I just read a tweet from a man who has been in ministry with his wife for about twenty years. He was celebrating that two years ago, he finally surrendered to God.

Umm, wait…what? What about all those years before when you and your wife were serving and such?

I couldn’t help but wonder if the wife ever looks back on those years prior to the surrendering that fairly recently happened and thinks to herself, “Was all of that a waste? Did any of that actually count?”

I spent many, many years living in a difficult marriage, an active participant in our dysfunction and pain. And during that entire almost nineteen-year stretch, I served like nobody’s business. I co-led the youth group with my then-husband, I led women’s and co-led couples’ small groups, I began and led the women’s ministry for ten years, I held crying babies in the nursery, I watched my friends’ kids, I wrote notes, I prayed prayers, I wrote books, I spoke at women’s events, I went to three third-world countries, even leading one trip, I produced Sunday services, I was on staff at my church, and I’m sure I even made a meal or two for someone who was sick or just had a baby (okay, probably not).

But you get my point: I was a serving machine. I was taking hills and building the Kingdom, darnit!

And I was doing all of this while my marriage was falling apart, while I was battling my issue with anger, while I was being disrespectful, while I was doing almost everything wrong, while I was – for the most part – hiding everything, living a fairly inauthentic life (despite my desire for the opposite to be true).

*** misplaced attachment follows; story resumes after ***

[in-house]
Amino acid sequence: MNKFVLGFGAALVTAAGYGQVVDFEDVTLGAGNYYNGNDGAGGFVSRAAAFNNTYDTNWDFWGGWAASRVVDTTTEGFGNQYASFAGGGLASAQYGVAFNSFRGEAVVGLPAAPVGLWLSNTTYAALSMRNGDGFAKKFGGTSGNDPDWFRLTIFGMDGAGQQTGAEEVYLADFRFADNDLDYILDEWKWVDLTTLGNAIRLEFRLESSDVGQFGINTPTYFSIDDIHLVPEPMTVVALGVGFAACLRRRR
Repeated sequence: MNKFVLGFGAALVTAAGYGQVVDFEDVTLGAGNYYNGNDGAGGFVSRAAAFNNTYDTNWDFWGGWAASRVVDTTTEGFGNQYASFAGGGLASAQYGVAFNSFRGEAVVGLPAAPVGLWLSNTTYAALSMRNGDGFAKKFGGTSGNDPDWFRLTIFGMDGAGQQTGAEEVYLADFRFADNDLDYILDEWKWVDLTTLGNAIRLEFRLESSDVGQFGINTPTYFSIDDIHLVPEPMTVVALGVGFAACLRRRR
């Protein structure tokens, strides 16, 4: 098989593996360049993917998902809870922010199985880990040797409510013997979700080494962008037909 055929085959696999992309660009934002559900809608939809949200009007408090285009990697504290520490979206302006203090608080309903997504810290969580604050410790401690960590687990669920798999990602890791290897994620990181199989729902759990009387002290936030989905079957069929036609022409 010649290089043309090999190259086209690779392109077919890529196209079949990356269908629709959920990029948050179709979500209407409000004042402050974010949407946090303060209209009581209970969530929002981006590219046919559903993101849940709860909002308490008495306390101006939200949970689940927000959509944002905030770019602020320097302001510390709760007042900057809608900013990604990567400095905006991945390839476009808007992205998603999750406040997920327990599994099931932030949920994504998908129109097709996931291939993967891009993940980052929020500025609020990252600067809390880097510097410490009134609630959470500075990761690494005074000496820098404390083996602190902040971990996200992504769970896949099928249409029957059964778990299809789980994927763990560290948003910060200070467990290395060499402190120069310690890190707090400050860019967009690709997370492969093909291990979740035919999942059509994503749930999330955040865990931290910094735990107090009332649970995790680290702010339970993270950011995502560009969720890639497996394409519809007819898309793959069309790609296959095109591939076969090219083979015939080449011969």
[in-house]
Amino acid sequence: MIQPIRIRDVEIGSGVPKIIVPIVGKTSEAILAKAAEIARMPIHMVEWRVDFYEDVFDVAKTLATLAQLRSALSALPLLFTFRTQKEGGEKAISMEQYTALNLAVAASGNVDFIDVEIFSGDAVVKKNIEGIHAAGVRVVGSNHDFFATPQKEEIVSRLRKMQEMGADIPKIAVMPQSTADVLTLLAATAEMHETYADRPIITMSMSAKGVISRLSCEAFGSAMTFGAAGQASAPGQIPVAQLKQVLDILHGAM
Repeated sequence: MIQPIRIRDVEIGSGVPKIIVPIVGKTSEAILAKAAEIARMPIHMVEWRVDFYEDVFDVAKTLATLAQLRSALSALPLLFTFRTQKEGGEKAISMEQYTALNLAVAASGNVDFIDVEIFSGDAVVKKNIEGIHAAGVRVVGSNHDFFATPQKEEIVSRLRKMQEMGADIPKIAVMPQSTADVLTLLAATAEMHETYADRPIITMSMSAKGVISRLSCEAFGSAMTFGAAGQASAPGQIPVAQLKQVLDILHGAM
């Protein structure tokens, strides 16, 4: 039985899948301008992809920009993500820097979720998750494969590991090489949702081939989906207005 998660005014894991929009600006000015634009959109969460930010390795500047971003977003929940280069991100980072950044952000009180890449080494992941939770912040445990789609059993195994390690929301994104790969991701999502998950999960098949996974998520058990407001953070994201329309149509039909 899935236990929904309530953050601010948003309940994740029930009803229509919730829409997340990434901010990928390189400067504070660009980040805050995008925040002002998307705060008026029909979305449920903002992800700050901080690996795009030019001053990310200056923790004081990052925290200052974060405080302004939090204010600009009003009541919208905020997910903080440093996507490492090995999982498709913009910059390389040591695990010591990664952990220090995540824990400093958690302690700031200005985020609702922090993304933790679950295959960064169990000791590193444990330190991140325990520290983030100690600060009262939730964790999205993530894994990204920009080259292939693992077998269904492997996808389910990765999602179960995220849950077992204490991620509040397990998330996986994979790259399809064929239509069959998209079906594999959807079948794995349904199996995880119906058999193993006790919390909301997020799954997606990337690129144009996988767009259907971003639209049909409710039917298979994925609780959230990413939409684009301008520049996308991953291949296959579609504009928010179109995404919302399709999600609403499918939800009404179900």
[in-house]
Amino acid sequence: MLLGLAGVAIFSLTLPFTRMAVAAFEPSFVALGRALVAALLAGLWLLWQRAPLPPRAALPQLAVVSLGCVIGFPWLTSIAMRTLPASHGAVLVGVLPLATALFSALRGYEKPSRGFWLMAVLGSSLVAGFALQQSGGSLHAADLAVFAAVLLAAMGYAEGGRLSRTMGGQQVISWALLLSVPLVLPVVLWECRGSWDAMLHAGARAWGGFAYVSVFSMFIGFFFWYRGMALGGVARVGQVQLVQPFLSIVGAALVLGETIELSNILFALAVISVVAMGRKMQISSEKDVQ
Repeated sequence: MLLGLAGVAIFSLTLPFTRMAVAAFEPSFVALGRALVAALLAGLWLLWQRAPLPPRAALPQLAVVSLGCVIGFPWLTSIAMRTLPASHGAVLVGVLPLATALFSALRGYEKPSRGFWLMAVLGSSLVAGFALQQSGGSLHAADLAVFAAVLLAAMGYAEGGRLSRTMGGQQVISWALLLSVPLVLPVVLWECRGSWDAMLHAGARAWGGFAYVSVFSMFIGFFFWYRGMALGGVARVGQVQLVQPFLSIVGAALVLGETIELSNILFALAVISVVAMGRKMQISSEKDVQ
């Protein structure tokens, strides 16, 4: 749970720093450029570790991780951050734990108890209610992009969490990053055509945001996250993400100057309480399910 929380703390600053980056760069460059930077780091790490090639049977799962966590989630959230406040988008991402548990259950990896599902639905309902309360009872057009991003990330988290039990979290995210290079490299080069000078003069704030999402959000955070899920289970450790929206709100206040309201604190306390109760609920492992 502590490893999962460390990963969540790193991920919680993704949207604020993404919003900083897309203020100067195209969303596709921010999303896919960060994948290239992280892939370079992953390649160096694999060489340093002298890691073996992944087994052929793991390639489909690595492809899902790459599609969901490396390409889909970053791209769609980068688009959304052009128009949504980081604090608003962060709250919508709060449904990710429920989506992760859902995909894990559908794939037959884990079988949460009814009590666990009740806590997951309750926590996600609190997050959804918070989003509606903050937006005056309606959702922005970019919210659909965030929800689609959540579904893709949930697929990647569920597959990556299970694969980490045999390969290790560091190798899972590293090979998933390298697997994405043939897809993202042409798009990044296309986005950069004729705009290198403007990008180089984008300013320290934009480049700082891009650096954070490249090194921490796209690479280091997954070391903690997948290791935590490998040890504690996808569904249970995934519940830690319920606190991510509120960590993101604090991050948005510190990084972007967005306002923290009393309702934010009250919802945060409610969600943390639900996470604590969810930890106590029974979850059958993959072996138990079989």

Was every act of service during my broken, sinful marriage a waste?  Because I was such a mess for so many years, did none of my ministry count?  Did my service and ministry only really technically start to matter eternally when I started telling the truth, when I started asking for and getting real help, when I finally started doing things the “right” way?

(By the way, this thinking can be further solidified in our minds when our churches ask those of us who are separated or divorced to step down from serving if they don’t do so for our benefit, for our healing, but if they do so to protect others from us, which I sadly hear time and again.)

But here’s what I believe to be true:

For we are God’s masterpiece. He has created us anew in Christ Jesus, so we can do the good things he planned for us long ago, that we should walk in them. –Ephesians 2:10-

And this:

…the LORD sees the heart. –I Samuel 16:7-

Which means, I believe this: dear sweet woman who is in a difficult marriage and for whatever reasons, you feel you must keep your reality to yourself, and dear sweet woman who is separated or divorced and you feel like you are benched…  God sees your heart. He knows your motives. He knows if when you serve, you’re doing so because you love him and for no other reason. God created you as a work of art and he did so because he has set aside good things for you to do that only you can do, whether you’re in pain or not, whether your life circumstances are awesome or awful.

If we all waited until everything in our lives were just so, and if we waited until our hearts were one hundred percent void of impurity, none of us would ever serve anyone.

It all counts. Even in your pain, and sometimes most beautifully because and through your pain, it all counts. Not one moment of service poured out is wasted. God sees it all.  It all builds the Kingdom. No matter where you are today, you can build the Kingdom.  So as long as you have it in you, dear one, keep walking, keep serving, keep pouring out, keep building.

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Life isn't always how we want it. When change seems elusive, and we're stuck in old routines, a gentle push or some self-reflection can make a difference. Let these questions be that nudge to get you moving.

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